Cinnamon essential oil is associated with antimicrobial and antioxidant effects, as well as being a stimulating, energizing oil.
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An excellent pairing with cinnamon oil, cardamom is known as a strong antioxidant with potential digestive benefits. Use cardamom and cinnamon as part of a chai flavor blend or in any spice-flavored dessert or treat.
Cardamom powder is also included in some savory recipes, adding a warm flavor touch to meat dishes and main courses. Adding cardamom essential oil in place of the powder may add digestive benefits to the recipe as well as tons of flavor.
Cardamom essential oil is associated with digestive wellness such as nausea relief, as well as potent antioxidant composition.
Another digestive substance, ginger root has long been used to relieve nausea and protect the stomach. Ginger essential oil can be used in similar ways, and it is great for cooking.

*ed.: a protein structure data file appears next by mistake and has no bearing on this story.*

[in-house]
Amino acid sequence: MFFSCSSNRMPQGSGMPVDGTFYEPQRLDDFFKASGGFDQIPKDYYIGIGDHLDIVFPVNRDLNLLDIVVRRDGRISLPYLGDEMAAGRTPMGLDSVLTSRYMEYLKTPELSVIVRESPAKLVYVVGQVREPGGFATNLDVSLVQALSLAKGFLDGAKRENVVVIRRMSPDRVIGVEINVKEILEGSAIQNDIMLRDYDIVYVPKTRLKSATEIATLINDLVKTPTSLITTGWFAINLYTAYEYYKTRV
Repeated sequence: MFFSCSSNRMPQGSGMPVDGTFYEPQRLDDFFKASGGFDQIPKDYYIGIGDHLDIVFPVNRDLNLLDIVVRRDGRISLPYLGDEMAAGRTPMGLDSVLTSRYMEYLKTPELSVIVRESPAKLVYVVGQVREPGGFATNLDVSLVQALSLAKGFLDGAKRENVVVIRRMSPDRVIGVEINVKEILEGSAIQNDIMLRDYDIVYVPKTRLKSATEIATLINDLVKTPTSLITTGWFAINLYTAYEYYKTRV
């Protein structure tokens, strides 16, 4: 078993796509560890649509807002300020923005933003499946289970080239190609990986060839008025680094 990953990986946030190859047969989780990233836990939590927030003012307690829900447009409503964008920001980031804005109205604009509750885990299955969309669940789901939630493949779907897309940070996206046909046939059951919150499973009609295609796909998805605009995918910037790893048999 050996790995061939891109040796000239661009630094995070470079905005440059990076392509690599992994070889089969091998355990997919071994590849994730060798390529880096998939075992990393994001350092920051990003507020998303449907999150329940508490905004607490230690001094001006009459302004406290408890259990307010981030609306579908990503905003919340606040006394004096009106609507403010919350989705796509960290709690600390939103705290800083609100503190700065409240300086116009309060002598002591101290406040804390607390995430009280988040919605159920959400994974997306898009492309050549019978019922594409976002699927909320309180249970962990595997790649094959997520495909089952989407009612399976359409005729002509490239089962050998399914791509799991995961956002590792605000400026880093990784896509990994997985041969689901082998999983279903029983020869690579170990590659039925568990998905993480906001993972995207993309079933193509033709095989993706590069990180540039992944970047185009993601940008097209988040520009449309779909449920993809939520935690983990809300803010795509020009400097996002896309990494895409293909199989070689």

Add ginger to sweet treats like ginger snaps, gingerbread, and spiced drinks, without a doubt. But also try it in sauces for savory dishes like stir fries and marinades. Fresh ginger has to be peeled and grated, so ginger essential oil can be a quick and easy addition when time is short but flavor is needed.
Ginger essential oil is linked to digestive wellness, nausea prevention, and anti-inflammatory benefits.
Typically used in cleaning blends, thyme essential oil is best known for its frontline effects against the microbes that cause illness. But it’s also an immune stimulant and part of a flavorful culinary herb.
As a savory flavor, add thyme to main course dishes, especially when meat is involved. The herbaceous flavor blends well into soups, stews, and bakes as well. Add to marinades to add an herbaceous touch without being limited to dry rubs. For a surprising twist, experiment with thyme in desserts and treats to offset the sweetness.